The Savannah International Trade and Convention Center rolled out their comprehensive plan for future development at a recent CVB luncheon. This visionary model calls for a Savannah Historic District like infrastructure implementation to an undeveloped parcel of land adjacent to the existing convention center. The master plan submitted by historic urban design firm preservationist Sotille and Sotille calls for extensive greenery in an urban park setting, a ferry slip, a 350 room hotel, boutique shops, restaurants, and a possible music performance venue.
Tying this whole concept together will be the grid style street design reminiscent of The Hostess City’s own well known English Township themed design just south across the Savannah River. An additional thousand foot River Walk area will connect to the existing river walk in front of the Convention Center moving north along the eastern edge of slip three and connect to the water ferry stop. Plans to start construction on the initial river walk area are slated to start within the next six months with final completion of this ambitious plan projected to end by 2012.
Historic Savannah’s Broughton Street has drawn favorable comparisons to her rival sibling, our South Carolina neighbor to the north known as The Holy City of Charleston and her equally trendy King Street. Three blocks of this highly trafficked real estate are expected to become even busier on West Broughton one block removed from Franklin Square as indications of a Marc Jacobs boutique shop slated to open after the first of the year were recently announced along with another high end woman’s apparel storefront and an equally upscale Copper Penny and Copper Penny Shooz planned spring opening date. The latter company has two operations in both Charleston and Mt. Pleasant, South Carolina.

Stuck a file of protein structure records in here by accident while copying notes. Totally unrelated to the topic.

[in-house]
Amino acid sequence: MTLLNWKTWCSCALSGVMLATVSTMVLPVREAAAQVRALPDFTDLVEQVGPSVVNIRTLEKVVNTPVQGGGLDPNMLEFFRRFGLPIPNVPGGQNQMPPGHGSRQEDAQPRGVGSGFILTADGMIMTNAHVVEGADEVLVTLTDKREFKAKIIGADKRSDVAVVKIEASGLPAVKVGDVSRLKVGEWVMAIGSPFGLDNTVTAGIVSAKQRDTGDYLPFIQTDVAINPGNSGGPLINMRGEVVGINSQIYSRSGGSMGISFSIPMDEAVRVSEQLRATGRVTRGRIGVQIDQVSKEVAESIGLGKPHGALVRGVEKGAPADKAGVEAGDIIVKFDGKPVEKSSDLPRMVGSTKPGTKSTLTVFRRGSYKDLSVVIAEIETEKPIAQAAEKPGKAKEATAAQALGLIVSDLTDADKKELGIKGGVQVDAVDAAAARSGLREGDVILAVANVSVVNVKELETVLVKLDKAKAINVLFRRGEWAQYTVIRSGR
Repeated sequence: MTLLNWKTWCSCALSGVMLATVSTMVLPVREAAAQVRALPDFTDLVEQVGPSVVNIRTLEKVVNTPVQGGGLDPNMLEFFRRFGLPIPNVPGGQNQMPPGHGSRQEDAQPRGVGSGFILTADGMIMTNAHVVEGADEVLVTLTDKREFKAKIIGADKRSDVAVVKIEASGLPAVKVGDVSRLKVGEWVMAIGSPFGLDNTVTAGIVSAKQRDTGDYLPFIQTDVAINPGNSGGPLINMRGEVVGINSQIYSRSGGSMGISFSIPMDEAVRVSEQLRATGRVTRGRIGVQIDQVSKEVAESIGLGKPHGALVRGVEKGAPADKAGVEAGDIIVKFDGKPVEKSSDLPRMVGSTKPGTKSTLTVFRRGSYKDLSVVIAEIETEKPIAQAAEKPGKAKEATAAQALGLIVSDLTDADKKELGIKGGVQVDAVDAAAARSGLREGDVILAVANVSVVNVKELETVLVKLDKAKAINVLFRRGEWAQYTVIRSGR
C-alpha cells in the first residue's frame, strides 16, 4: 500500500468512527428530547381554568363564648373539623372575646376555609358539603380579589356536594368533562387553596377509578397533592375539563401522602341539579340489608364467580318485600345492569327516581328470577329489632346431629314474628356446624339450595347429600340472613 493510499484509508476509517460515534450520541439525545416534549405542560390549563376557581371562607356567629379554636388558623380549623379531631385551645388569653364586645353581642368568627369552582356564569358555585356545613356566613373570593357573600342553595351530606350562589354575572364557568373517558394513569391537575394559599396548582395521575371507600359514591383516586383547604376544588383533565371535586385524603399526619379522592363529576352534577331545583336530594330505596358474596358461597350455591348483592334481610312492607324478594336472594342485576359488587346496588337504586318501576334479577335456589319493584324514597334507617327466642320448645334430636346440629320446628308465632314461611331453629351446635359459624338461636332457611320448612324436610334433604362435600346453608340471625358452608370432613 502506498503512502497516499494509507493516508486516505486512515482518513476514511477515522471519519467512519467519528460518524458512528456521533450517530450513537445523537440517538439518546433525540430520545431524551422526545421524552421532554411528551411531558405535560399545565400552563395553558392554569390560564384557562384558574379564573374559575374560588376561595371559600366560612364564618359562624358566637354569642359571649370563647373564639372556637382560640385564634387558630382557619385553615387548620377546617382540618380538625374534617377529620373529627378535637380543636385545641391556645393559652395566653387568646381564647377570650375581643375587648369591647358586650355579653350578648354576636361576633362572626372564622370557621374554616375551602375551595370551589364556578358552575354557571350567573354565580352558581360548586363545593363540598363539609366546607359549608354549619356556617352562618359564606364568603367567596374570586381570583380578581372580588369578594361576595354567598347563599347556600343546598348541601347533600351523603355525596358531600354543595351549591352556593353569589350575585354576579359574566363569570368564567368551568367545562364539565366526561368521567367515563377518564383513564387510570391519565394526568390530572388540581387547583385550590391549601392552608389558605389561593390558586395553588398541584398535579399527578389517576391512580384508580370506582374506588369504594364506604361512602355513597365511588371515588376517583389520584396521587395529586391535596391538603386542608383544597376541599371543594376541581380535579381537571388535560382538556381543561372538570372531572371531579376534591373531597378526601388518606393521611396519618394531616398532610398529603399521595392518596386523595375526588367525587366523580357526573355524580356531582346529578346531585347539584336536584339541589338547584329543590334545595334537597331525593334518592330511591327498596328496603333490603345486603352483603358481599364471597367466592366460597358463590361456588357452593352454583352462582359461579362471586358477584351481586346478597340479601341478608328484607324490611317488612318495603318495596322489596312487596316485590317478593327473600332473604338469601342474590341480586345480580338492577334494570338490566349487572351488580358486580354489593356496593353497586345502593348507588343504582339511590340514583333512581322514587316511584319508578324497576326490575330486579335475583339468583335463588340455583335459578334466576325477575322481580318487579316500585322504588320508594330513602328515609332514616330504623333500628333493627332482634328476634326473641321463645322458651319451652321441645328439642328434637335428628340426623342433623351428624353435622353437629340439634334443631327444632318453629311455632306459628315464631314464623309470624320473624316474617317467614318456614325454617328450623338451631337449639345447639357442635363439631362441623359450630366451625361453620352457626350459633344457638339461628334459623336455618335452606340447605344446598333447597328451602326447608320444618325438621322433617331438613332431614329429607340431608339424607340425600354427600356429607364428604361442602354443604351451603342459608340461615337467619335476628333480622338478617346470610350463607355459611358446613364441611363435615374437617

As building refurbishment takes place in these two locations along the south facing sections of W. Broughton St., additional retail space is slated with the popular move of @Home General Store’s move in October from their York Street location as well as a November opening of the Goldon House Gallery that features various artists and eclectic Chinese furnishings from 100 to 400 years old. And finally, an additional fifty+ loft condominiums and apartments will be fed into the local real estate market above these boutique stores over the next several months, with the first units available anticipated in January. These urban living alternatives in the highly sought after historic district are expected to hit the market at $350,000 – $1 million+ per unit.
Following the Civil War, many of the Island residents chose to leave. Those Freedmen who stayed faced a very isolated existence, which required creating a very different agricultural economy than the plantation system that preceded it.